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INCENTIVES IN HARMONY WITH PLAN TO HELP CITY

The city's plan to revitalize Buffalo as a center for biotechnology and other high-tech growth industries seems to fit well with the economic incentives that Gov. Pataki has in mind in his proposed state budget.

Pataki plans $5 million for the University at Buffalo and Roswell Park Cancer Institute to create biotechnology laboratories at both locations.

His recommendations regarding economic incentives are generally limited to providing tax incentives to encourage new industries and job creation, and tax cuts to help existing businesses, particularly banks and utilities.

The main emphasis is on providing tax-incentive carrots to encourage economic growth along with cutting red tape to make it easier to build plants here. The governor also said he will try to reform some mandates that add millions of dollars to the cost of local government.

Alan DeLisle, president of the Buffalo Economic Renaissance Center, a city-run development agency, praised the governor's Urban Job Creation Tax Incentive to provide tax credits of up to $1,000 per job for companies either locating or expanding in the state's cities.

He also likes a proposal that would double the tax incentives for emerging technology companies such as biotechnical firms. Another incentive Pataki proposed calls for preferential tax treatment to start-up companies investing in the state.

"I like the focus I'm hearing on tax credits focused in urban areas and tax credits focused on high-tech companies," DeLisle said. "This is the future of Buffalo, the future of downtown and our medical corridor."

Plans to create a factory-ready site for computer chip manufacturers in West Seneca and the Town of Niagara also are encouraged, with Pataki saying those communities are among 10 statewide to be included in his Chip Fab-New York program.

In addition, Pataki plans to identify another 30 plant sites around the state for emerging and growth industries. City officials hope the South Buffalo Redevelopment Area will be among them.

Existing industries also would get assistance if Pataki's proposals are accepted by the State Legislature. The banking and insurance industry, left out in a tax reduction granted general corporate taxpayers last year, would see the top rate imposed on their net income drop from 9 to 7.5 percent.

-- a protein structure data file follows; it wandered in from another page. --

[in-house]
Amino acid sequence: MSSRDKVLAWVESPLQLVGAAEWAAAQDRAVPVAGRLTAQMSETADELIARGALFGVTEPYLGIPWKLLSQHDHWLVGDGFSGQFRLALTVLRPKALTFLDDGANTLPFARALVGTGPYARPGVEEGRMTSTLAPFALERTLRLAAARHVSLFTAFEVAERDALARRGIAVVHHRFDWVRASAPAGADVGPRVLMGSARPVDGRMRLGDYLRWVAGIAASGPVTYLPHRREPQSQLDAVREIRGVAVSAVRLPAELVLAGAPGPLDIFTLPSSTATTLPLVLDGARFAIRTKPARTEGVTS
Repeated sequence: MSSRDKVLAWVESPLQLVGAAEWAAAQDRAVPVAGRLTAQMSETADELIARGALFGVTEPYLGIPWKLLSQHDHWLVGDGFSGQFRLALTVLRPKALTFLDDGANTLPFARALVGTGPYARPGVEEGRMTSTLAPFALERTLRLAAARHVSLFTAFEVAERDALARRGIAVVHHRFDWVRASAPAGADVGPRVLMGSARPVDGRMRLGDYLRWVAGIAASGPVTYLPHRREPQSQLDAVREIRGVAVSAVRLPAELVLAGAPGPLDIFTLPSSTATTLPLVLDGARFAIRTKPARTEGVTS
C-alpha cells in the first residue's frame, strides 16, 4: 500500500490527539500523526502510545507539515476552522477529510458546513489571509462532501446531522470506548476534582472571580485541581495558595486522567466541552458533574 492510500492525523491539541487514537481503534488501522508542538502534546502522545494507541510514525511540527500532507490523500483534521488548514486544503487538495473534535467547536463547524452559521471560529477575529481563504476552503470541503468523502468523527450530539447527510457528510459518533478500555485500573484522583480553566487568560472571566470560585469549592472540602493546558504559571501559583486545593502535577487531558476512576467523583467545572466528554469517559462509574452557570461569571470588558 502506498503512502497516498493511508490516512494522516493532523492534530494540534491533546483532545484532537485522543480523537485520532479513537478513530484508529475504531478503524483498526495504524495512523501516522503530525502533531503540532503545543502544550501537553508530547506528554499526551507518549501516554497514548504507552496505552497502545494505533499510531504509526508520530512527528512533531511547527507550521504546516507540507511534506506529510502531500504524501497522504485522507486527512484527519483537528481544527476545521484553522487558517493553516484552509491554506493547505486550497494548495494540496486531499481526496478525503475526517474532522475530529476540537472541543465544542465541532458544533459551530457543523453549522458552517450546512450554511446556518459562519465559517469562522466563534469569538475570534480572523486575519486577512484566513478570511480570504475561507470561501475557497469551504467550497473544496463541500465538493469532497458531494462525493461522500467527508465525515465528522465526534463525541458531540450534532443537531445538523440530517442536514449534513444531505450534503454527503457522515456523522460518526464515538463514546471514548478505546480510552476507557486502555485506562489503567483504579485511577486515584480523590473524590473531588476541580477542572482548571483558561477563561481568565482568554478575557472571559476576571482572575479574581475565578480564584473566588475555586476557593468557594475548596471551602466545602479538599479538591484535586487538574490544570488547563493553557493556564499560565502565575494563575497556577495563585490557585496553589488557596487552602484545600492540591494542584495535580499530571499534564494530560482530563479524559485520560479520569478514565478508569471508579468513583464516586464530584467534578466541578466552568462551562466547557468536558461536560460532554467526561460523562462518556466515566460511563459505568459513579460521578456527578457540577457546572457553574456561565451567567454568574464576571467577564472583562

"We wholeheartedly support this and believe it's in the best interest of the state and not just the banking industry," said Gary Paul, senior vice president of corporate finance at M&T Bank.

"New York has one of the highest tax burdens of any state in the country. That discourages new business from entering and decreases the profitability of business already in the state. It all has a negative effect on the New York economy."

The governor also is offering some unspecified tax relief to utilities, claiming it would remove tax barriers to competition and lead to lower energy rates for consumers. Niagara Mohawk and National Fuel are reviewing the proposals.

"We don't have details, but we're generally pleased with what we've heard so far," said Stephen Brady, spokesman for Niagara Mohawk. "It begins to lower taxes customers pay and takes some positive steps towards restructuring the tax code to support a more competitive environment."

Julie Coppola, a National Fuel spokeswoman, said the governor seems to be proposing fundamental changes in the tax structure.

"We're certainly hopeful the end result will be savings for our customers," she said.

The Buffalo Niagara Partnership, the area's leading business organization, also is pleased with the governor's proposed budget, particularly noting Pataki's pledge to try to reform mandates that add to the cost of local government such as the laws governing bidding on public projects, binding arbitration and disability retirements.

"The governor's commitment to a comprehensive reform package are very key to what the Partnership has been advocating through its 'Get Real' program to lower government costs," said Elizabeth M. Pujolas, director of government relations.

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